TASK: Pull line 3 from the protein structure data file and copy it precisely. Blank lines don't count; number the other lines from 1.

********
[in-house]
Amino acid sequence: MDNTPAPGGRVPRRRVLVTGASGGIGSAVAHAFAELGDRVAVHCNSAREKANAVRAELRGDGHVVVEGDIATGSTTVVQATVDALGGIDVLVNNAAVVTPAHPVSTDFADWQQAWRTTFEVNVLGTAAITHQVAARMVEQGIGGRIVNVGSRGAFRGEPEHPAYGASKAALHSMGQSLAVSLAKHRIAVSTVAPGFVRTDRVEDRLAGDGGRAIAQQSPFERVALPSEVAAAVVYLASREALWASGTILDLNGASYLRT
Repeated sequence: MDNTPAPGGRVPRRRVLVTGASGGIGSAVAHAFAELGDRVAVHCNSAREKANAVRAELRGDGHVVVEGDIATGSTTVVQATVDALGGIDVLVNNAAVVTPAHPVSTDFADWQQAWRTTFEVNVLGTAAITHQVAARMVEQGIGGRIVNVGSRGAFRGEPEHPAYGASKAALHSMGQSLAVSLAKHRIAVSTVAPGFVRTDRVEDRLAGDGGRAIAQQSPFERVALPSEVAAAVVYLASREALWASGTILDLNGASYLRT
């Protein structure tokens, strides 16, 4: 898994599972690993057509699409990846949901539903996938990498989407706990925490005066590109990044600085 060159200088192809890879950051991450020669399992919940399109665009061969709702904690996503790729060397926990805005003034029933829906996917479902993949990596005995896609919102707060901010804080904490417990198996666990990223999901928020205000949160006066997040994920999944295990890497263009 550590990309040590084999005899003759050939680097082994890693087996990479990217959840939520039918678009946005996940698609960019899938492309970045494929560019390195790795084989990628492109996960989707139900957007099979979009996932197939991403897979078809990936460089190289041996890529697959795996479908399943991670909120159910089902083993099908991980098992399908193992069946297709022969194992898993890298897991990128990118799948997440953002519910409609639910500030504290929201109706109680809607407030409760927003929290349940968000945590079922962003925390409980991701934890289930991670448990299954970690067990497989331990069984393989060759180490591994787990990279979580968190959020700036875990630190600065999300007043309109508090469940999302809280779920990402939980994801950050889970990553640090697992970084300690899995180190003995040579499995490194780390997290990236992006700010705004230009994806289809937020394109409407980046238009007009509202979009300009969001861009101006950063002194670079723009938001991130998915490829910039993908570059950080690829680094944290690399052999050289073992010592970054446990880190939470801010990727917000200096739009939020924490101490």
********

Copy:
Repeated sequence: MDNTPAPGGRVPRRRVLVTGASGGIGSAVAHAFAELGDRVAVHCNSAREKANAVRAELRGDGHVVVEGDIATGSTTVVQATVDALGGIDVLVNNAAVVTPAHPVSTDFADWQQAWRTTFEVNVLGTAAITHQVAARMVEQGIGGRIVNVGSRGAFRGEPEHPAYGASKAALHSMGQSLAVSLAKHRIAVSTVAPGFVRTDRVEDRLAGDGGRAIAQQSPFERVALPSEVAAAVVYLASREALWASGTILDLNGASYLRT